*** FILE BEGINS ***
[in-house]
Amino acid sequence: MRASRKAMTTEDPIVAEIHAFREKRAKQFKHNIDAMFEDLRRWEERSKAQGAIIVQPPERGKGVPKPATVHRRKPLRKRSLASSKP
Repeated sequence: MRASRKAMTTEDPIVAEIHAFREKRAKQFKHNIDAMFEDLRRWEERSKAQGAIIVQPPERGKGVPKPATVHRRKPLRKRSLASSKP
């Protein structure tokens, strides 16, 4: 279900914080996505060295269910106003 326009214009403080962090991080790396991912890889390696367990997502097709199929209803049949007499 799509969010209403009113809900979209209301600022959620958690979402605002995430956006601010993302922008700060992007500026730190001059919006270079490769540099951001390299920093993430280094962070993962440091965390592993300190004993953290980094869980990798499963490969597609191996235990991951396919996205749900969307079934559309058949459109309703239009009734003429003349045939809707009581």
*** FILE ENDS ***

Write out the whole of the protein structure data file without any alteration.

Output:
[in-house]
Amino acid sequence: MRASRKAMTTEDPIVAEIHAFREKRAKQFKHNIDAMFEDLRRWEERSKAQGAIIVQPPERGKGVPKPATVHRRKPLRKRSLASSKP
Repeated sequence: MRASRKAMTTEDPIVAEIHAFREKRAKQFKHNIDAMFEDLRRWEERSKAQGAIIVQPPERGKGVPKPATVHRRKPLRKRSLASSKP
């Protein structure tokens, strides 16, 4: 279900914080996505060295269910106003 326009214009403080962090991080790396991912890889390696367990997502097709199929209803049949007499 799509969010209403009113809900979209209301600022959620958690979402605002995430956006601010993302922008700060992007500026730190001059919006270079490769540099951001390299920093993430280094962070993962440091965390592993300190004993953290980094869980990798499963490969597609191996235990991951396919996205749900969307079934559309058949459109309703239009009734003429003349045939809707009581």